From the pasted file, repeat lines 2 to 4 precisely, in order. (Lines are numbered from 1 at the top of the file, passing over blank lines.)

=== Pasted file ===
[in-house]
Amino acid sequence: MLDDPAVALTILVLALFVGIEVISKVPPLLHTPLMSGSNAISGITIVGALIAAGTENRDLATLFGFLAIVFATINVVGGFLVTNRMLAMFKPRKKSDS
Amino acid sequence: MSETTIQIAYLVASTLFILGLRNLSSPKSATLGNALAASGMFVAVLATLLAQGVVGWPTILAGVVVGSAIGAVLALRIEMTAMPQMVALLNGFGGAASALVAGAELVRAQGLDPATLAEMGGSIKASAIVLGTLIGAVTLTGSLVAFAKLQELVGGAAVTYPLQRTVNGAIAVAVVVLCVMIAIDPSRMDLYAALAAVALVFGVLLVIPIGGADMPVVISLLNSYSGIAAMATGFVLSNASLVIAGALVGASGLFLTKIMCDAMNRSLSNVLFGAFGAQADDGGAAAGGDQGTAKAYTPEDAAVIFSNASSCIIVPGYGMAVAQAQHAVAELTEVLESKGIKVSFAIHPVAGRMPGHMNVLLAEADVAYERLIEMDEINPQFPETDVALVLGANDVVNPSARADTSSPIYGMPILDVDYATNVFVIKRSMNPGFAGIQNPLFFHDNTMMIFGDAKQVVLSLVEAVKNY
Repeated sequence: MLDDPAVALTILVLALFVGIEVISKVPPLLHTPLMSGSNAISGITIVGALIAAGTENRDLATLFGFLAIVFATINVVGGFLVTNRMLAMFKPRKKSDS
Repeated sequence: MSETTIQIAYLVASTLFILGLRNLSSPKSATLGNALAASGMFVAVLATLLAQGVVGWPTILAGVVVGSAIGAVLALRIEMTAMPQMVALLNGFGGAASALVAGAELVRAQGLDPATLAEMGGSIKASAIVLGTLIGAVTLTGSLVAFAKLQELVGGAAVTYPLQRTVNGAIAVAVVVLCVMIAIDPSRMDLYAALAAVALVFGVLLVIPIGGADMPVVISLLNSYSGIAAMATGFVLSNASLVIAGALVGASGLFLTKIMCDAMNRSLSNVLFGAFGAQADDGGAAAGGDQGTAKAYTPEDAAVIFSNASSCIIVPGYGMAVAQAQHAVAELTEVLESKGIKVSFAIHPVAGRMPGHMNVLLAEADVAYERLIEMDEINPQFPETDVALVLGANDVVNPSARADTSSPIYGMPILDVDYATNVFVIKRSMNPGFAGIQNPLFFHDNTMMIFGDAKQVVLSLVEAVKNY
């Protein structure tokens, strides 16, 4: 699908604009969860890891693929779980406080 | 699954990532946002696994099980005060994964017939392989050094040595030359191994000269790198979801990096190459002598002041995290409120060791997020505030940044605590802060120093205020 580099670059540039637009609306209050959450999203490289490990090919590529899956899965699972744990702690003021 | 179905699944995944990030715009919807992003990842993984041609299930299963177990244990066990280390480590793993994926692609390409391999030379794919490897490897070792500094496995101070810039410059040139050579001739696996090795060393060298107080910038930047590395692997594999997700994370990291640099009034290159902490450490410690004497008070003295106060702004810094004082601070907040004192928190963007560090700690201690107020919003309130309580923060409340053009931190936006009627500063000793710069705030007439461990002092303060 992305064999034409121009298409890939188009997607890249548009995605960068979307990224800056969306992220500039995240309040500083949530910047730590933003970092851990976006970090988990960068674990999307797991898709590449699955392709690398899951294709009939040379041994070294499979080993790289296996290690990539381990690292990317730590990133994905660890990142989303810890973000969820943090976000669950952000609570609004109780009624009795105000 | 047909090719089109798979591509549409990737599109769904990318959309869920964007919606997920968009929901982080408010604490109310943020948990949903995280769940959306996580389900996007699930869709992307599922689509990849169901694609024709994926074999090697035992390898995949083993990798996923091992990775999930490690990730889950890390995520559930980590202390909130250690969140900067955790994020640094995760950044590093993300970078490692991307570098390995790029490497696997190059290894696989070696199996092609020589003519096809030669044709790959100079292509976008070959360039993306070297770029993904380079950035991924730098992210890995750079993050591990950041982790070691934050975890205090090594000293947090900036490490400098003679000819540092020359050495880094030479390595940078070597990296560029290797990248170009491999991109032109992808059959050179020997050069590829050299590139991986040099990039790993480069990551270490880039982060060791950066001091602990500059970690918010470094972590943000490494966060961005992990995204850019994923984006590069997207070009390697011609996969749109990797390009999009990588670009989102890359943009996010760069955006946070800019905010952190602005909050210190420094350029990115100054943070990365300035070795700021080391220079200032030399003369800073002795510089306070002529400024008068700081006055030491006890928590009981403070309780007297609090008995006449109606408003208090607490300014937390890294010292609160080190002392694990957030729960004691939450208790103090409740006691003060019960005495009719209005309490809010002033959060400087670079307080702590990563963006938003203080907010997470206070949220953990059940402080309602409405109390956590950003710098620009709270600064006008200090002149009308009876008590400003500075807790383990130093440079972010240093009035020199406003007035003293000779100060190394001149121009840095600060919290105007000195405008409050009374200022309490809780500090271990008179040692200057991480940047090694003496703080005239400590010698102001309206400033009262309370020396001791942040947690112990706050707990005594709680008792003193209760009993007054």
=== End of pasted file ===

Amino acid sequence: MLDDPAVALTILVLALFVGIEVISKVPPLLHTPLMSGSNAISGITIVGALIAAGTENRDLATLFGFLAIVFATINVVGGFLVTNRMLAMFKPRKKSDS
Amino acid sequence: MSETTIQIAYLVASTLFILGLRNLSSPKSATLGNALAASGMFVAVLATLLAQGVVGWPTILAGVVVGSAIGAVLALRIEMTAMPQMVALLNGFGGAASALVAGAELVRAQGLDPATLAEMGGSIKASAIVLGTLIGAVTLTGSLVAFAKLQELVGGAAVTYPLQRTVNGAIAVAVVVLCVMIAIDPSRMDLYAALAAVALVFGVLLVIPIGGADMPVVISLLNSYSGIAAMATGFVLSNASLVIAGALVGASGLFLTKIMCDAMNRSLSNVLFGAFGAQADDGGAAAGGDQGTAKAYTPEDAAVIFSNASSCIIVPGYGMAVAQAQHAVAELTEVLESKGIKVSFAIHPVAGRMPGHMNVLLAEADVAYERLIEMDEINPQFPETDVALVLGANDVVNPSARADTSSPIYGMPILDVDYATNVFVIKRSMNPGFAGIQNPLFFHDNTMMIFGDAKQVVLSLVEAVKNY
Repeated sequence: MLDDPAVALTILVLALFVGIEVISKVPPLLHTPLMSGSNAISGITIVGALIAAGTENRDLATLFGFLAIVFATINVVGGFLVTNRMLAMFKPRKKSDS